This is my attempt at a visual metaphor of autistic perception. When I was driving today and noticed that the thick snow had covered most of the roadsigns, I was thinking about how the social world seems like that in autism. We may know there are rules, but can't make out what the details are, or are looking at the wrong side of the sign, so end up either breaking the rules, applying them too strictly, or misinterpreting. Personally, I learned what the signs said through books and role plays at social work grad school, not through intuition or being able to see through the snow (kind of like how my memory of what the road signs said got me home without speeding or running over pedestrians).
The colors and brightness are like the sensory sensitivity and distortion.
And yet, it's kind of beautiful and strange, kind of like our sensory experiences can be and we can be, if our social environments are open to our different perceptions rather than expecting we follow the signs we see differently.
It's interesting to me what details pop out- the trees, the brightness of the snow, the glow...
Unwritten rules...like the signs that are covered in snow...
Today I was kicked off a flickr group for not following the rules that were not posted. I looked for the rules, and I looked at the photos to try to figure out the rules for the particular group, but:
1. There were no rules posted.
2. The rules that were cited when the administrator contacted me were not
followed by the administrator himself when posting.
I'm upset by this, not only because I wanted to be a part of this particular group, but also because I spent half an hour looking for and trying to figure out the rules so that I could follow them. Then, in removing my photos, I realized that (other than not flooding photos, which could be debatable whether I was doing), that I was indeed following the other rule, and that the administrator himself was not. Further, rather than posting the rules in the first place and then warning people who don't comply, the only and first step was to remove me and then send the rules I'd overstepped.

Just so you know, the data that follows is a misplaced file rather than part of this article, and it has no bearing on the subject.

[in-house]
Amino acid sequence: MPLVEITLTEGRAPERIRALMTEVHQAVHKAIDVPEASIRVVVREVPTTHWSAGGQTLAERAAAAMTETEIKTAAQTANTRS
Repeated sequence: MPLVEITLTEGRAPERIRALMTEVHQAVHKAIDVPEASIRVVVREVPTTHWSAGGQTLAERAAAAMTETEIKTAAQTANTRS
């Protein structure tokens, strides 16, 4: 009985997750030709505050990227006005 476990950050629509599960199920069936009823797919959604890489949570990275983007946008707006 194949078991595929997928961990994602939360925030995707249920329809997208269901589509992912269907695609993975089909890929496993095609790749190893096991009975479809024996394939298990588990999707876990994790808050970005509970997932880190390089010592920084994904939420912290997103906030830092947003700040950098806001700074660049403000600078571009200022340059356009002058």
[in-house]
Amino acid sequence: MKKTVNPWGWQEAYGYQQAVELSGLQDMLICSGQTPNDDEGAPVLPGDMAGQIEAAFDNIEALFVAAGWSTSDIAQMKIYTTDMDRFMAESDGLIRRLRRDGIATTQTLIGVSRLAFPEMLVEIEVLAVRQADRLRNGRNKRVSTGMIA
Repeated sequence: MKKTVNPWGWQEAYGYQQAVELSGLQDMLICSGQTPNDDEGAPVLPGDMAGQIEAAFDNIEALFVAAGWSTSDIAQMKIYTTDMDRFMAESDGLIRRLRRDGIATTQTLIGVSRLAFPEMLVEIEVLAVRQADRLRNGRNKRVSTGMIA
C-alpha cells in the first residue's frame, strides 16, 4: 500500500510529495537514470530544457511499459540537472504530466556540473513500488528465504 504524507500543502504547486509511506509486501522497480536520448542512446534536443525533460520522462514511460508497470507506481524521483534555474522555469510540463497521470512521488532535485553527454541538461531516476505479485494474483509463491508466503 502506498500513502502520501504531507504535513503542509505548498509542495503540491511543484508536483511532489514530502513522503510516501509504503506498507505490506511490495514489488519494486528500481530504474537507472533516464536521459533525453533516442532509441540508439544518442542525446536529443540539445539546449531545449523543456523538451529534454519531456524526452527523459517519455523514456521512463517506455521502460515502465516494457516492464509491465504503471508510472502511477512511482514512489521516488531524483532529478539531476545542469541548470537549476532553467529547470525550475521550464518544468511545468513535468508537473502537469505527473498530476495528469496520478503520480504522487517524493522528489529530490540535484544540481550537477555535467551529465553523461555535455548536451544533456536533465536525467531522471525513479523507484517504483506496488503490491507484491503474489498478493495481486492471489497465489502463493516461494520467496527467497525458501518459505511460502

Such is Aspergers life. The freedom not to follow unwritten rules, the creativity to make our own rules, the ability to not care about pointless/social rules are wonderful gifts. Yet, rules give us a bit of calm in the chaos, and many of us are driven to intense loyalty to rules that are important and boundary-clarifying. And the way many of us make it through social interactions is by stricter adherence to rules, or being consciously aware of what rules we wish to break and the potential consequences. Yet, to be aware of the rules, we must either have figured them out or have been told them, which is difficult when neurotypicals maintain "there are no rules," even though they know and follow them, and insist that we do as well.
People often ask how I can be, or even want to be, a social worker and pastor-candidate. I have, thanks to my internship supervisors, people I've served, and professors, a long list of reasons why someone (in particular me) with AS perceptions can be good people-workers. I just thought of another, however--
Pastors/social workers are rule-setters and enforcers, & freers of others from rules.
This brings not only the power for abuse, but also power to empower and free from self- or society-imposed restrictions, as well as to set healthy boundaries and rules for healthy community engagement.
In social work methods classes, we learned exercises and techniques for making systemic rules explicit. While most important in working with families and systemic change, this is important at all levels including individual. So the autistic need to be explicit about unwritten rules is a social work technique...
Ministry has been a bit more challenging, because the expectations are more super-hero like, vary from person to person, with generally unhealthy-to-contradictory guidance from national/local systems. Being an oozing extrovert is seen by many as being a good pastor,even when situations call for listening, restraint, and more distant boundaries. But what do church planters and conflict resolution experts recommend for healthy congregations? More explicit rules, clear guidelines, and making church as socially safe as possible.
Unwritten rules are often a form of power abuse and social control, disguised as freedom from rules.
More ideas about rules and autistic experience: